This method statement describes a system for assessing and classifying surface water bodies (rivers, lakes, transitional and coastal) based on the presence of high impact alien species.
Macrophytes provide habitats for fish and smaller animals; they bind sediments, protect banks, absorb nutrients and provide oxygenation. Macrophytes can indicate the impact of increased nutrients in lakes and are also influenced by other pressures such as water level change or acidification.
Estuarine fish communities are good indicators of a range of man-made disturbances. They are mobile, relatively long lived, found near to the top of the food chain (so are affected by other parts of the chain and prone to bioaccumulation effects) and are easy to identify and return to the water: all of these characteristics make them ideal for the monitoring of estuaries. This method is based on the principle that the abundance of fish and the number of individual species found can change depending on the pressures on the estuary.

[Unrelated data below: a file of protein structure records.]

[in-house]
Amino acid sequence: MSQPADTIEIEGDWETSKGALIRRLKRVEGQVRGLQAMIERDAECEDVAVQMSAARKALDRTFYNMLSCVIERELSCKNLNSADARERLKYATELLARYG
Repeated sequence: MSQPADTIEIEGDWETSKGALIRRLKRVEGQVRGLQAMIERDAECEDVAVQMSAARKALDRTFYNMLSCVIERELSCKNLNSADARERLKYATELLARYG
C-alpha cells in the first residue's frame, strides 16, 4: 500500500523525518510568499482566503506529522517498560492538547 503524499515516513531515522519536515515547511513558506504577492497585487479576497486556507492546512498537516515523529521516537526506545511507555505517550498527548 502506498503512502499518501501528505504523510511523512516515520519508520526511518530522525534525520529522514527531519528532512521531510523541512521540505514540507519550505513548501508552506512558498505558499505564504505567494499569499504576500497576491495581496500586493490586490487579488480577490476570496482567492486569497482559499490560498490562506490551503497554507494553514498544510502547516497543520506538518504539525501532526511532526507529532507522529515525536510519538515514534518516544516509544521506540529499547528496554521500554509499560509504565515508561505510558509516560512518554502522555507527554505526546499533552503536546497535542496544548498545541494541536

Benthic invertebrate communities are good indicators of acidification which is caused by acidic pollution from precipitation and acids leaching from the surrounding soils. They are easily suited to biological monitoring as they are common, widespread and easily sampled.
Groundwater dependent terrestrial ecosystems (GWDTE) are wetlands which critically depend on groundwater flows and /or chemistries.
This method statement covers a number of physical and biological indicators that could be used individually, or in combination, to help assess whether there is major or severe impact on river ecology due to altered flows arising from water resource activities.
Phytoplankton form the base of many food webs in lakes. This method uses the principle that an increase in nutrients (particularly phosphorus) leads to an increase in phytoplankton biomass and a change in the taxonomic composition, often leading to an increased occurrence of cyanobacteria (blue-green algae).